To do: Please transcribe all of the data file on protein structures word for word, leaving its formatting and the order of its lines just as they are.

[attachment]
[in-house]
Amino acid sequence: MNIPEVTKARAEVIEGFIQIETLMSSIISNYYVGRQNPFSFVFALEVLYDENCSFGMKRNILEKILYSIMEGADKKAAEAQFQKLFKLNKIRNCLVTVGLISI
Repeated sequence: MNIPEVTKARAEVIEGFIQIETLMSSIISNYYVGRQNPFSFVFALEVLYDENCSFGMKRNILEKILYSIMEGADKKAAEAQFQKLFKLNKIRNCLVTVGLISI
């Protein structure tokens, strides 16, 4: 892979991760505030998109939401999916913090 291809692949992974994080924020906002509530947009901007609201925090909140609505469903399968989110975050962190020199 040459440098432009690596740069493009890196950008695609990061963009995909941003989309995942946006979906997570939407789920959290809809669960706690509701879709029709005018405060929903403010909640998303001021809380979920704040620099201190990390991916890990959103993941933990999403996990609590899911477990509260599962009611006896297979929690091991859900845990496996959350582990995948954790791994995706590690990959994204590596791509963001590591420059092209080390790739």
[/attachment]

[in-house]
Amino acid sequence: MNIPEVTKARAEVIEGFIQIETLMSSIISNYYVGRQNPFSFVFALEVLYDENCSFGMKRNILEKILYSIMEGADKKAAEAQFQKLFKLNKIRNCLVTVGLISI
Repeated sequence: MNIPEVTKARAEVIEGFIQIETLMSSIISNYYVGRQNPFSFVFALEVLYDENCSFGMKRNILEKILYSIMEGADKKAAEAQFQKLFKLNKIRNCLVTVGLISI
């Protein structure tokens, strides 16, 4: 892979991760505030998109939401999916913090 291809692949992974994080924020906002509530947009901007609201925090909140609505469903399968989110975050962190020199 040459440098432009690596740069493009890196950008695609990061963009995909941003989309995942946006979906997570939407789920959290809809669960706690509701879709029709005018405060929903403010909640998303001021809380979920704040620099201190990390991916890990959103993941933990999403996990609590899911477990509260599962009611006896297979929690091991859900845990496996959350582990995948954790791994995706590690990959994204590596791509963001590591420059092209080390790739």